Tailor's Note: April 2021 - Which pocket style is for you

These notes are based off conversations with customers and are designed to help make the process of working with a tailor a little more familiar.
 

Disclaimer: These ideas are based solely on my opinion, please feel free to ignore, flout and disobey at every opportunity.

 
First of all can I say it is an absolute blooming joy to be open again. I am so so grateful to everyone who has come in over the last 2 weeks. It has been non-stop and I am walking on air! 
Now for the important stuff. Pockets. 
This has been a near universal topic of discussion for customers over the last fortnight so I thought a quick round up of the most common options might be helpful. I've ranked them from least to most formal: 

Patch 

Interestingly, this is the original pocket. Before the humble patch, men (and women but less commonly) held their possessions together in a small purse on a belt. Think 16th Century fanny packs. But thieves found them remarkably easy to pinch so people began to start hiding their valuables closer to their bodies, asking clothes makers to sew their purses directly onto their clothes. And thus the patch pocket was born. 

As a result of the simplicity required to install a patch pocket, it is considered the least formal. It is a really good option for someone looking for versatility in their tailoring. A coat with patch pockets can easily be worn with jeans or chinos as well as part of a full suit. Plus patch pockets are roomy and practical.

Patch Pockets

Straight with a flap

This is the option seen most often, particularly on RTW suits. It is particularly useful for people who use their outside pockets because over time heavy use can cause pockets to sag a little. The flap will hide that wear and tear, keeping a coat looking smarter for longer. Although this pocket can look really smart, it is also very practical - you can throw in a wallet, keys, a phone etc (disclaimer: heavy items may affect the line of the jacket after time) so it is appropriate for both a formal work suit and more casual looks.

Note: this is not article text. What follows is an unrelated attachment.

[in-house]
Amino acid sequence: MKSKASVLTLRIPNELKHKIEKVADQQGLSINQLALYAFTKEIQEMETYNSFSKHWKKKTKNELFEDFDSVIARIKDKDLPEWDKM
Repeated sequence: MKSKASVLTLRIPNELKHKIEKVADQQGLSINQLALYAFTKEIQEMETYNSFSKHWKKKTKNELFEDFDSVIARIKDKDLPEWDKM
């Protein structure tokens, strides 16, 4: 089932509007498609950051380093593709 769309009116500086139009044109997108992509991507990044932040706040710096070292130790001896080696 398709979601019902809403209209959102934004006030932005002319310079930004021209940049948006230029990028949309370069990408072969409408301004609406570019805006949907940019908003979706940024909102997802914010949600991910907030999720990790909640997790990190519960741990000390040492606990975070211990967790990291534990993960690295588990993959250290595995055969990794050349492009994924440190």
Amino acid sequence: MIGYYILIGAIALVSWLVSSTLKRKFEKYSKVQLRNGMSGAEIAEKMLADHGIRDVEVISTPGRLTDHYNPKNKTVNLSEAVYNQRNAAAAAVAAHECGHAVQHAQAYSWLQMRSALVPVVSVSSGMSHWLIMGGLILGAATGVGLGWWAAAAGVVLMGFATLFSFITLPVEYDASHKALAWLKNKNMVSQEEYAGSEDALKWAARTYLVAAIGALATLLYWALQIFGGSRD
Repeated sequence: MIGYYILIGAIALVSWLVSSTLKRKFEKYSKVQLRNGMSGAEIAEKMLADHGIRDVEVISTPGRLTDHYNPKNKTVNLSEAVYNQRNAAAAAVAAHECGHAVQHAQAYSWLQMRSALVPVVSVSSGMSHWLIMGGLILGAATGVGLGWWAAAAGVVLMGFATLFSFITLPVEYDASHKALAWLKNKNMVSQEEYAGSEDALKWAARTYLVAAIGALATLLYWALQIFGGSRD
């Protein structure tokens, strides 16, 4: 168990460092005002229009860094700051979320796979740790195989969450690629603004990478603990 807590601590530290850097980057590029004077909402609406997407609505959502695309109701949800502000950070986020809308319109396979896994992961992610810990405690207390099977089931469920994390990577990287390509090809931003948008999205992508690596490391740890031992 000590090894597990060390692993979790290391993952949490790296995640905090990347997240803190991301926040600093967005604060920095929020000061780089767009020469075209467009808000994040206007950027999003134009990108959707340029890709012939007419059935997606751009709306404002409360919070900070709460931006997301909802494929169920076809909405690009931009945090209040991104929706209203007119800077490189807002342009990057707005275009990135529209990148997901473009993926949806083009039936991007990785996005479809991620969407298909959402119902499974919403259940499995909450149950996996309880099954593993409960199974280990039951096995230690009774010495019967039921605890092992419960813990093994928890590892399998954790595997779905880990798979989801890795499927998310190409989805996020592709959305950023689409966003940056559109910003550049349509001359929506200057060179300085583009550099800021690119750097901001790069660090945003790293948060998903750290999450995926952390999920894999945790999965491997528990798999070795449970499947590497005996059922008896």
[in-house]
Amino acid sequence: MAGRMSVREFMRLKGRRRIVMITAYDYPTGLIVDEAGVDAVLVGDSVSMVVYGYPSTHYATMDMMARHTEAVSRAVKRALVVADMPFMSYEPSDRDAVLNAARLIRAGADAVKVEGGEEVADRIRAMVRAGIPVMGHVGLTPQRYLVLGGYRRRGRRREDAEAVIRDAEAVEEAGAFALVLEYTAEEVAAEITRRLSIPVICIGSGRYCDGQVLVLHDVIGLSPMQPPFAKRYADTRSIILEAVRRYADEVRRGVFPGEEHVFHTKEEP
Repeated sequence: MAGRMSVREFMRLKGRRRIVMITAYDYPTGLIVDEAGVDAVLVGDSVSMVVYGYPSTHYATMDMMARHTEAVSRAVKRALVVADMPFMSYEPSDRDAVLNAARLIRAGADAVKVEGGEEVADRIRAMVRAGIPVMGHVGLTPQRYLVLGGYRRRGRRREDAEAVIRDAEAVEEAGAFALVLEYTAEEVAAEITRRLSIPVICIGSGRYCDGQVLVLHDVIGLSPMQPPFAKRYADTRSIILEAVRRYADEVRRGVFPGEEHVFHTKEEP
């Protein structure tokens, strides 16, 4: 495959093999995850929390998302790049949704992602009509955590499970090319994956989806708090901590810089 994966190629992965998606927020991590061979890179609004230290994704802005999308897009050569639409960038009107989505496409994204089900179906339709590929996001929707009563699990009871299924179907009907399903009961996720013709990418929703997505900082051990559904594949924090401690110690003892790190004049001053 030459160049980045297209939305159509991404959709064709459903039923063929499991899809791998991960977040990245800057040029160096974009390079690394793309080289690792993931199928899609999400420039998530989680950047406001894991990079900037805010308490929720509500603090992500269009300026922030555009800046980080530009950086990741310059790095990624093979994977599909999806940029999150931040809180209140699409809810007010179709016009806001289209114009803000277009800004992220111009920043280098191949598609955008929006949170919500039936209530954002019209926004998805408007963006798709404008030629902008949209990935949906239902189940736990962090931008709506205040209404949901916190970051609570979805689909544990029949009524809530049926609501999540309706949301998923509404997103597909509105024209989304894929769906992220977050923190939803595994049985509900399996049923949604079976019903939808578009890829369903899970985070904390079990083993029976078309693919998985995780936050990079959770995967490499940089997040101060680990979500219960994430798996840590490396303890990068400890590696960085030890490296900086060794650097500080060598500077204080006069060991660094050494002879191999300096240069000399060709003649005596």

Slanted with a flap

This slanted variation was invented for hacking jackets. The slanted angle made it easier to get into whilst on a horse. There is a theory that the angle draws the eye up towards the waist which is the narrowest part of you, and therefore is more flattering than the straight pockets. I'm not sure I buy that, but it can be a really nice alternative to the straight pockets. 

Straight Pockets with Flaps

Straight Jetted

I never encourage this type of pocket unless you don't use them. This type of pocket should probably be sewn up to discourage heavy items being thrown in and ruining the shape of them. As such I would only really put them in very formal garments like a Dinner Jacket. The jetted pocket is very discreet which is great for something streamlined and probably quite form fitting like a Tux. 

Jetted Pockets

Ticket pocket
This is the little pocket which sits above the righthand pocket. It is a smaller version of whichever style you chose. 
I have mixed feelings about these. I initially found them to be a little messy, particularly if you have opted for a shorter jacket style. And my general rule of thumb would be to discourage people from selecting them unless they are quite broad chested and tall. Otherwise the front panel of the jacket can quickly feel cluttered or squashed. 
I hope this is helpful. If you have any questions don't hesitate to leave them in the comments or send us an email at info@kipperandchalk.com 

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